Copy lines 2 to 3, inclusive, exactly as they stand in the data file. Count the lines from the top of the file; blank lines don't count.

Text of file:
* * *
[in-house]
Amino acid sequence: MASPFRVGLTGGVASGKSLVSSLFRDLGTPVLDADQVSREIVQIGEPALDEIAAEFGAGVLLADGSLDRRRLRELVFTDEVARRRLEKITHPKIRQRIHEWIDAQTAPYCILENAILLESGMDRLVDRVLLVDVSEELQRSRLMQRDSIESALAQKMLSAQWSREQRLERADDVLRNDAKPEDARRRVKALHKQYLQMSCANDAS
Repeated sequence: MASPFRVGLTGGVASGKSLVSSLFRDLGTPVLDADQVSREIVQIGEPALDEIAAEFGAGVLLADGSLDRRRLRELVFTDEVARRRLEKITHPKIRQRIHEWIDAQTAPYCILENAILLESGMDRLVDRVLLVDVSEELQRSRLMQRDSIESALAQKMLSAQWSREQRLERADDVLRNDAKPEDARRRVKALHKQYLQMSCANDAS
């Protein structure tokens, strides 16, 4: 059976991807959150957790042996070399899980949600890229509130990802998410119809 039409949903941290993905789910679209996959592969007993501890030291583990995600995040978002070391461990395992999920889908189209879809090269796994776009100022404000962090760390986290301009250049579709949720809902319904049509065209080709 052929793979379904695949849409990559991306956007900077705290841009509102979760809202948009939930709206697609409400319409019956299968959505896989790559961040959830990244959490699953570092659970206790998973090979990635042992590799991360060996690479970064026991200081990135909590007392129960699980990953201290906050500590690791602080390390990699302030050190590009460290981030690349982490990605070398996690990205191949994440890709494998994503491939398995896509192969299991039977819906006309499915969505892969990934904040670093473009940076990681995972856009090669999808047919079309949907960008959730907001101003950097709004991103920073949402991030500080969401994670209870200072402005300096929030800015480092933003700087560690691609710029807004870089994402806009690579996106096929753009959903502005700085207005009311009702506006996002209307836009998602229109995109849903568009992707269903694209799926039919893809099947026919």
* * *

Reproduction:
Amino acid sequence: MASPFRVGLTGGVASGKSLVSSLFRDLGTPVLDADQVSREIVQIGEPALDEIAAEFGAGVLLADGSLDRRRLRELVFTDEVARRRLEKITHPKIRQRIHEWIDAQTAPYCILENAILLESGMDRLVDRVLLVDVSEELQRSRLMQRDSIESALAQKMLSAQWSREQRLERADDVLRNDAKPEDARRRVKALHKQYLQMSCANDAS
Repeated sequence: MASPFRVGLTGGVASGKSLVSSLFRDLGTPVLDADQVSREIVQIGEPALDEIAAEFGAGVLLADGSLDRRRLRELVFTDEVARRRLEKITHPKIRQRIHEWIDAQTAPYCILENAILLESGMDRLVDRVLLVDVSEELQRSRLMQRDSIESALAQKMLSAQWSREQRLERADDVLRNDAKPEDARRRVKALHKQYLQMSCANDAS